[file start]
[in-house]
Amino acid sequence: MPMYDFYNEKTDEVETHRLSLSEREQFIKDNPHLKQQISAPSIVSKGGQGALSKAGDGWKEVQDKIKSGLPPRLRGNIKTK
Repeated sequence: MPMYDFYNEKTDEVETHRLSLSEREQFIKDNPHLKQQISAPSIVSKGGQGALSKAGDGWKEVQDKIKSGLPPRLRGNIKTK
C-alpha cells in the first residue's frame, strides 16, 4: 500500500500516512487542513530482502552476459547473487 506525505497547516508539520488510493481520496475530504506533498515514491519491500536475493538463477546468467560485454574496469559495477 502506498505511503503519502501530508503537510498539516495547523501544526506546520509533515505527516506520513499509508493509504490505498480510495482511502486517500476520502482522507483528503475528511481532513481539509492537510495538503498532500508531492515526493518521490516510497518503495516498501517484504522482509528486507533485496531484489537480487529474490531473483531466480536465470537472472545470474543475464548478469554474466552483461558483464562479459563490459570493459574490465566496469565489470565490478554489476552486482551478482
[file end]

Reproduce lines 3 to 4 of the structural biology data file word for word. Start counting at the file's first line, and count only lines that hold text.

Repeated sequence: MPMYDFYNEKTDEVETHRLSLSEREQFIKDNPHLKQQISAPSIVSKGGQGALSKAGDGWKEVQDKIKSGLPPRLRGNIKTK
C-alpha cells in the first residue's frame, strides 16, 4: 500500500500516512487542513530482502552476459547473487 506525505497547516508539520488510493481520496475530504506533498515514491519491500536475493538463477546468467560485454574496469559495477 502506498505511503503519502501530508503537510498539516495547523501544526506546520509533515505527516506520513499509508493509504490505498480510495482511502486517500476520502482522507483528503475528511481532513481539509492537510495538503498532500508531492515526493518521490516510497518503495516498501517484504522482509528486507533485496531484489537480487529474490531473483531466480536465470537472472545470474543475464548478469554474466552483461558483464562479459563490459570493459574490465566496469565489470565490478554489476552486482551478482